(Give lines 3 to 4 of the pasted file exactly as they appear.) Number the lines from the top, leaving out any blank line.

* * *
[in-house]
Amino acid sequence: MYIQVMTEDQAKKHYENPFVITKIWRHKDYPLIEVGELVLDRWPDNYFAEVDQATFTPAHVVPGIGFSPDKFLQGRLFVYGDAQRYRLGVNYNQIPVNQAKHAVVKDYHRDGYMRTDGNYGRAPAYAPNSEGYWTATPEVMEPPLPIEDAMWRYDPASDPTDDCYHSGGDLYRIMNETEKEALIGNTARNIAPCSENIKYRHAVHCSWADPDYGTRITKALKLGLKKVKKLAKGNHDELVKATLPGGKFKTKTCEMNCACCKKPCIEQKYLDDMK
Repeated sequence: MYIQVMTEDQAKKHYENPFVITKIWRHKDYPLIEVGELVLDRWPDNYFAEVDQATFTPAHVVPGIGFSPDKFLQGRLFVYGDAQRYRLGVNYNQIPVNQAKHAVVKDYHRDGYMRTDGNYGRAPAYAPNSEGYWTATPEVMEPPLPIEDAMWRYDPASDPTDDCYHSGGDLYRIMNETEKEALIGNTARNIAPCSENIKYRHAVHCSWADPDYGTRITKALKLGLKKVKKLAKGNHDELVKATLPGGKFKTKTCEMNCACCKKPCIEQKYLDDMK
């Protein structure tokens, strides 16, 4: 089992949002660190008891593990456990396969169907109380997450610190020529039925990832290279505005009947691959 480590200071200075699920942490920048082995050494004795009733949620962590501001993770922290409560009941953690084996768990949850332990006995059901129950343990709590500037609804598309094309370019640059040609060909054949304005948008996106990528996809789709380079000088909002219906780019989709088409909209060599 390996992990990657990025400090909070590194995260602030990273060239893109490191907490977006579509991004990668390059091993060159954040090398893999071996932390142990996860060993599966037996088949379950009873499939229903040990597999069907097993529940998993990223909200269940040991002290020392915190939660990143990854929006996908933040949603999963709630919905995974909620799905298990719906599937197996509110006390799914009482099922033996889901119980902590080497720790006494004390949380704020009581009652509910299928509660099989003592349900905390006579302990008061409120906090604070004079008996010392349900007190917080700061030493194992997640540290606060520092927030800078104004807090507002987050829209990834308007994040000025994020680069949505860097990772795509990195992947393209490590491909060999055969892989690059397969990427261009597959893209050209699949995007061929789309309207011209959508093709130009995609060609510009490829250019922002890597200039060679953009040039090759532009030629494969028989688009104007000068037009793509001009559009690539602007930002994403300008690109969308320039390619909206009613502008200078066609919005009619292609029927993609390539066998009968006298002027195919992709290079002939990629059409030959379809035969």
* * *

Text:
Repeated sequence: MYIQVMTEDQAKKHYENPFVITKIWRHKDYPLIEVGELVLDRWPDNYFAEVDQATFTPAHVVPGIGFSPDKFLQGRLFVYGDAQRYRLGVNYNQIPVNQAKHAVVKDYHRDGYMRTDGNYGRAPAYAPNSEGYWTATPEVMEPPLPIEDAMWRYDPASDPTDDCYHSGGDLYRIMNETEKEALIGNTARNIAPCSENIKYRHAVHCSWADPDYGTRITKALKLGLKKVKKLAKGNHDELVKATLPGGKFKTKTCEMNCACCKKPCIEQKYLDDMK
């Protein structure tokens, strides 16, 4: 089992949002660190008891593990456990396969169907109380997450610190020529039925990832290279505005009947691959 480590200071200075699920942490920048082995050494004795009733949620962590501001993770922290409560009941953690084996768990949850332990006995059901129950343990709590500037609804598309094309370019640059040609060909054949304005948008996106990528996809789709380079000088909002219906780019989709088409909209060599 390996992990990657990025400090909070590194995260602030990273060239893109490191907490977006579509991004990668390059091993060159954040090398893999071996932390142990996860060993599966037996088949379950009873499939229903040990597999069907097993529940998993990223909200269940040991002290020392915190939660990143990854929006996908933040949603999963709630919905995974909620799905298990719906599937197996509110006390799914009482099922033996889901119980902590080497720790006494004390949380704020009581009652509910299928509660099989003592349900905390006579302990008061409120906090604070004079008996010392349900007190917080700061030493194992997640540290606060520092927030800078104004807090507002987050829209990834308007994040000025994020680069949505860097990772795509990195992947393209490590491909060999055969892989690059397969990427261009597959893209050209699949995007061929789309309207011209959508093709130009995609060609510009490829250019922002890597200039060679953009040039090759532009030629494969028989688009104007000068037009793509001009559009690539602007930002994403300008690109969308320039390619909206009613502008200078066609919005009619292609029927993609390539066998009968006298002027195919992709290079002939990629059409030959379809035969």